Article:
IVP - Strangely Dim - Knowing What You Know (Part 2)

July 28, 2010

Knowing What You Know (Part 2)

Second of three posts by our current editorial intern, Deborah Gonzalez, about the differences between knowing about and truly knowing--and the responsiblities that come with each. Read her first post here. 

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Over the course of my internship I've had the pleasure of sitting across the hall from Al Hsu, an InterVarsity Press editor and author. I've gotten to know where he grew up, where he went to school, how his career got started and what his favorite TV shows are. I suppose it's normal to learn these sorts of things about a coworker, but with Al, I sort of took a short cut to the deep end.


I learned early on that one of Al's books, Grieving a Suicide, is based on his experience dealing with the death of his father. Even though I've never had a friend or loved one commit suicide, I was curious to know his story. Little did I know how many intimate details I would learn in just the first few chapters. I read about the day that Al found out his father had died; what the conversation was like when his mom called to tell him; how his dad killed himself; and the thoughts that plagued Al's mind in the years following his dad's death. I haven't known Al for that long, yet as I read I felt as if Al were speaking directly to me, pouring out intimate thoughts and feelings about an experience that changed his life.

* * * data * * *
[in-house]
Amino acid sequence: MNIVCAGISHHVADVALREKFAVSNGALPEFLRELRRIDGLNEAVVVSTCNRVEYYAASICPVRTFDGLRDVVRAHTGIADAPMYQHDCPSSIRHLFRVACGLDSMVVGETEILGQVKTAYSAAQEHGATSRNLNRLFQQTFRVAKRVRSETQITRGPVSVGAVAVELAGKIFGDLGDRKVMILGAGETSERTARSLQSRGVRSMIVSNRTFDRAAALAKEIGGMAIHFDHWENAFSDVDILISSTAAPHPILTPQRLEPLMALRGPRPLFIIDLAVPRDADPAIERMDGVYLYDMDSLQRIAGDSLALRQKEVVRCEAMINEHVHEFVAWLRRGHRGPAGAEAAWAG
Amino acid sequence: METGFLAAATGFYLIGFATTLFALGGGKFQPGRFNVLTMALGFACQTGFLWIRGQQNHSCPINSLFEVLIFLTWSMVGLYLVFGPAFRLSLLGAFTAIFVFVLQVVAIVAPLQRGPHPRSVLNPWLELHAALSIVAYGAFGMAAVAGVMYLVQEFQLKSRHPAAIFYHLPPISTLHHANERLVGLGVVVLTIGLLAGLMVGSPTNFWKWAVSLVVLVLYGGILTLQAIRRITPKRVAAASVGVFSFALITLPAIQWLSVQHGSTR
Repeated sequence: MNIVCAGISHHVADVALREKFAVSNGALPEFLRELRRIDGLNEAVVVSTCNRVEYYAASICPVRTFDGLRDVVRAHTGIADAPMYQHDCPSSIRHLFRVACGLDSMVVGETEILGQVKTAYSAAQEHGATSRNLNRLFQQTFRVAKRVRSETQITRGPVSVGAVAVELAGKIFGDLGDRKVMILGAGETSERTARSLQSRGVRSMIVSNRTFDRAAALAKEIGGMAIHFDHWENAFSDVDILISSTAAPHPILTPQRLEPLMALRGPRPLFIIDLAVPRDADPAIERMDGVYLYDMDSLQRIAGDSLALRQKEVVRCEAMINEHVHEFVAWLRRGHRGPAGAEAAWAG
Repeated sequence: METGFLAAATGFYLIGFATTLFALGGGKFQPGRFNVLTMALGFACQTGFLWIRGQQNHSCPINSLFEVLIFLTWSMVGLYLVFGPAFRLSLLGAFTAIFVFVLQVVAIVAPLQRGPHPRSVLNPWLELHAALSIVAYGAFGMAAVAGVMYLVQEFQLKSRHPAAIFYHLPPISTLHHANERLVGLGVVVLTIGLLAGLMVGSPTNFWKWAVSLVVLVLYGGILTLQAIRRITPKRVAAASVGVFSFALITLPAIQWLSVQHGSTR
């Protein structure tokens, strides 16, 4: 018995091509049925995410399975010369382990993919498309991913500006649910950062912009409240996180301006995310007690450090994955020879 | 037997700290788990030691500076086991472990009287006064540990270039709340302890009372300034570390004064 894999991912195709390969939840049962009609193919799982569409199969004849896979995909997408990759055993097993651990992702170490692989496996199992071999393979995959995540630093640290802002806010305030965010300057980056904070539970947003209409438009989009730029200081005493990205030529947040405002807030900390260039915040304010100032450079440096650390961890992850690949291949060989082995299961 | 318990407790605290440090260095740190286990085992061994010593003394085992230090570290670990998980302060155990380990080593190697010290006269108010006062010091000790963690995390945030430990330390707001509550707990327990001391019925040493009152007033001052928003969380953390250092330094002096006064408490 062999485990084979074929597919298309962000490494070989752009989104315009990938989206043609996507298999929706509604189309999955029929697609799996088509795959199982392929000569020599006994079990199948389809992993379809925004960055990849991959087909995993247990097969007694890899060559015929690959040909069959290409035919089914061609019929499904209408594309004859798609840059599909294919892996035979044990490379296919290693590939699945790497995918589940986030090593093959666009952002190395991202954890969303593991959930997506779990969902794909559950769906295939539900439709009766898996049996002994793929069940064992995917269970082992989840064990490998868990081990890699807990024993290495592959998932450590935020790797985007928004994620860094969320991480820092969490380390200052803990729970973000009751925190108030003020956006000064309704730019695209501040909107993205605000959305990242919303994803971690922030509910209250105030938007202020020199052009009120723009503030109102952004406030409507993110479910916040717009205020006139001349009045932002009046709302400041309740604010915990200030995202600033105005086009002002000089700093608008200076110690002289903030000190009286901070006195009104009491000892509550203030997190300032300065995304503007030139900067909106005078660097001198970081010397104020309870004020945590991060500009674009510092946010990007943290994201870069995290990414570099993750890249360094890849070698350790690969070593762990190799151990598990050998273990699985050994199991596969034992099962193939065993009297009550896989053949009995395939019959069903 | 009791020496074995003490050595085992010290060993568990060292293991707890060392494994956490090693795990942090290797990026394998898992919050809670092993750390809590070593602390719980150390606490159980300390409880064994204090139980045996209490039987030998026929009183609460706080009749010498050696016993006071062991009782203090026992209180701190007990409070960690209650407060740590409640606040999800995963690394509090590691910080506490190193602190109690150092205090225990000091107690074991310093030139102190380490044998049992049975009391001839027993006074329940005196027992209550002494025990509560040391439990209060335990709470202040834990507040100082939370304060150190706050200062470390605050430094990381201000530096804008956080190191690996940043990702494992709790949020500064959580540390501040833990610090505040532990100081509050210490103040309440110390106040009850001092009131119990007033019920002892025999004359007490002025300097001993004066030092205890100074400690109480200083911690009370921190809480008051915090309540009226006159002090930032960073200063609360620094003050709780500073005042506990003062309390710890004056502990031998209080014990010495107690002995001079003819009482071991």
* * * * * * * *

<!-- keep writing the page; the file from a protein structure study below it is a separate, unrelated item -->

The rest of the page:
The weird thing was that Al had no idea I was reading his book.  I am sure he knew there was a possibility that I would read his book, but for some weird reason, I felt like I was spying. Was it okay to know such personal things about someone I haven't known for that long?


As mentioned in my previous post, many employees at IVP are published writers, so my experience with Al's book wasn't the only one of its kind. The day before I met IVP's publisher Bob Fryling, I did a simple Google search that led me to various articles detailing his personal and professional history (I never go into a meeting without doing a little bit of research first); so by the time I sat down to have a conversation with Bob, I already knew exactly what questions to ask.


In some contexts, however, learning about someone serves no real purpose other than satisfying your curiosity. About halfway through my internship, I learned that an editorial assistant wrote an e-book based on her history of self-injury, as well as various articles about her experiences with depression and eating disorders. I was curious to know her story, and after reading one of her articles, all of a sudden I felt like I knew her--perhaps better than I should. I felt like I had peeked into a window of her life and seen her deepest struggles, even though I had yet to have a long conversation with her.


Reading personal details in books, articles or blogs by or about people we don't know doesn't usually impact our behavior since we will likely never meet or interact with the person. But when we know the person, the dynamics are different. As readers, we are free to do what we please with the information revealed to us by a writer. We can form our own opinions, whether good or bad, about what we read. We can appreciate and identify with what was shared, or we can make negative judgments.